Image via WikipediaReligion, Politics, and the Value of Critical Thinking
by Ryan Joseph Delaney
When I was a student in Catholic school, we were forced, from about the Fourth Grade onward, to do “critical thinking” exercises:
“In two to three well-developed sentences, explain how John Denver’s ‘Country Roads’ alludes to the West Virginia mining industry. Is his representation accurate? How so?”
Generally, these exercises could be found in the workbooks and worksheets that accompanied our Literature and Social Science texts. At the end of every chapter we would be expected to form a well-supported opinion. And if we groaned about having to write in—gasp—full sentences, well, needless to say, we lived.
I believe that these critical thinking exercises were a remnant—like the ruins of a fortress—of the classical education that died with my grandparents’ generation. Like the more thorough philosophical training before, these exercises established us, in a more limited way, in a discipline of thought. They taught us that education was more than a merely passive reception of facts, but engaging in a conversation, even a debate. And I would contend that if our religious and political discourse in this country has become—not for want of a better word—“polarized”, one can credit it to the fact that our people, even our elected representatives and ordained ministers, have forgotten how to think critically.
More to the point, they have forgotten how to argue effectively, let alone in a civil manner. They have forgotten how to construct valid arguments (and I mean valid in the formal sense, not in our colloquial sense of factual or “relevant”) that are supported by true premises. The result is that, argument failing, we clobber our opponents over the head with dogmas, from the Right and the Left. Just last week, the ladies of ABC’s “The View” hosted neo-conservative pundit Bill O’Reilly. He spoke (on the offensiveness of the Ground-Zero mosque), and they didn’t like what he had to say, so they shouted over him. When they realized that their curses wouldn’t turn him into a toad, Whoopi and Joy walked off set. It was truly pitiful.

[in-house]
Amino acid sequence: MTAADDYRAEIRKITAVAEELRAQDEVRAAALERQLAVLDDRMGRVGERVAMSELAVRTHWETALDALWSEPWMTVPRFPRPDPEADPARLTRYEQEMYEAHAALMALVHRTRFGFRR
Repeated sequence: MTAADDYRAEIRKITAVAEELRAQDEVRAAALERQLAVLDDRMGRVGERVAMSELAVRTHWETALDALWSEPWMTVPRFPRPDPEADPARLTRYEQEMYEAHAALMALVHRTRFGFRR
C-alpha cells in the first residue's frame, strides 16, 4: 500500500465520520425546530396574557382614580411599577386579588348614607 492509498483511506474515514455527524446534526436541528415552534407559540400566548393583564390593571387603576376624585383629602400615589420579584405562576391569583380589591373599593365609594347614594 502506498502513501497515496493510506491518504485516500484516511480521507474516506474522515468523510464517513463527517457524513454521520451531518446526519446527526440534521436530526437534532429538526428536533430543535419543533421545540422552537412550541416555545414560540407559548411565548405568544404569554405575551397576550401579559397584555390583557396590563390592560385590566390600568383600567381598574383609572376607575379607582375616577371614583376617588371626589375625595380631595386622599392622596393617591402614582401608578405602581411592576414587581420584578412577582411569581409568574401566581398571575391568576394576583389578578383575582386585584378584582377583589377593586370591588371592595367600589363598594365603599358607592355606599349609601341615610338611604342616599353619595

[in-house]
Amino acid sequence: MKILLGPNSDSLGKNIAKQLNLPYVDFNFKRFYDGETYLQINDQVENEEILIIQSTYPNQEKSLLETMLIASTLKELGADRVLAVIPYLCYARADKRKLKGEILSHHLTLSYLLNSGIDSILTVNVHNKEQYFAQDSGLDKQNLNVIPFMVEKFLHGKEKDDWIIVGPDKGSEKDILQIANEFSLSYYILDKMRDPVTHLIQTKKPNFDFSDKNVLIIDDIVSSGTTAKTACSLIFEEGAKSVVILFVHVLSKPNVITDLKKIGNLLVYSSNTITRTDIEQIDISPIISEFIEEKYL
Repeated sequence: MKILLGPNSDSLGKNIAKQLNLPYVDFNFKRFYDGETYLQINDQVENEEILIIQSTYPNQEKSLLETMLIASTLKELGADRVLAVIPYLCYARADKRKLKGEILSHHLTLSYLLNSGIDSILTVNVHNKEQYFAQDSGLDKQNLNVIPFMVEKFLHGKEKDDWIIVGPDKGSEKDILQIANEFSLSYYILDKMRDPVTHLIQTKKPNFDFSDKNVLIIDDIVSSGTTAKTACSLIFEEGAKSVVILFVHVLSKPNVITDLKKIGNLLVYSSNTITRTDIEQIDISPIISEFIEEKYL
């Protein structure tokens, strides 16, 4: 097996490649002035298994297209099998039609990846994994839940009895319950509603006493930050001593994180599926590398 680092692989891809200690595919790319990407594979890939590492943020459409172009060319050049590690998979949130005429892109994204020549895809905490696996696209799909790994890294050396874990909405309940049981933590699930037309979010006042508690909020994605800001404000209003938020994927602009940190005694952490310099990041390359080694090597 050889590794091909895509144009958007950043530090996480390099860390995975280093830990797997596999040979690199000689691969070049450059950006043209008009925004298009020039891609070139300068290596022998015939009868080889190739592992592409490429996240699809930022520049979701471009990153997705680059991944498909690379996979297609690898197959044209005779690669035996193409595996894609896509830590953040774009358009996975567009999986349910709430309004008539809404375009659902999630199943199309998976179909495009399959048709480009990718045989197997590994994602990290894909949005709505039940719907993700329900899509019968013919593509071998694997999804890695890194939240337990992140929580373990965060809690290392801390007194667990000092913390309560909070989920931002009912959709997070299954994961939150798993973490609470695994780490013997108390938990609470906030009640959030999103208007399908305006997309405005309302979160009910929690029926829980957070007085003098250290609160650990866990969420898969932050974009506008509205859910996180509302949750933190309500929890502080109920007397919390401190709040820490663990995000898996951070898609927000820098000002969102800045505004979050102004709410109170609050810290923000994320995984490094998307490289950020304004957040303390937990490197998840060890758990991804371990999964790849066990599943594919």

And yet, I fear it is typical of our religious and political discourse. How has this come to pass, and how to correct it? For it is not enough to bemoan—as Barbara Walters did in the most sanctimonious terms possible—the “polarization” of American politics. In fact it is not “polarization” that is the issue, since by that term most mean the fact that there is a divergence of opinion. What will bring this country down is not our opinions, no matter how wildly they may diverge, but our inability to articulate and defend those opinions intelligently and civilly.
In fact, I would suggest that the Apostle has the best possible prescription for our ills, “to speak the truth in love” (Eph 4:15). For to sacrifice the truth for love is naïve, and to sacrifice love for the truth is futile. They are the way of the Sadducee and the way of the Pharisee, respectively, and neither is the Way. Or, as our blessed Lord puts it, more poetically, we must “be wise as serpents, and innocent as doves” (Mt 10:16).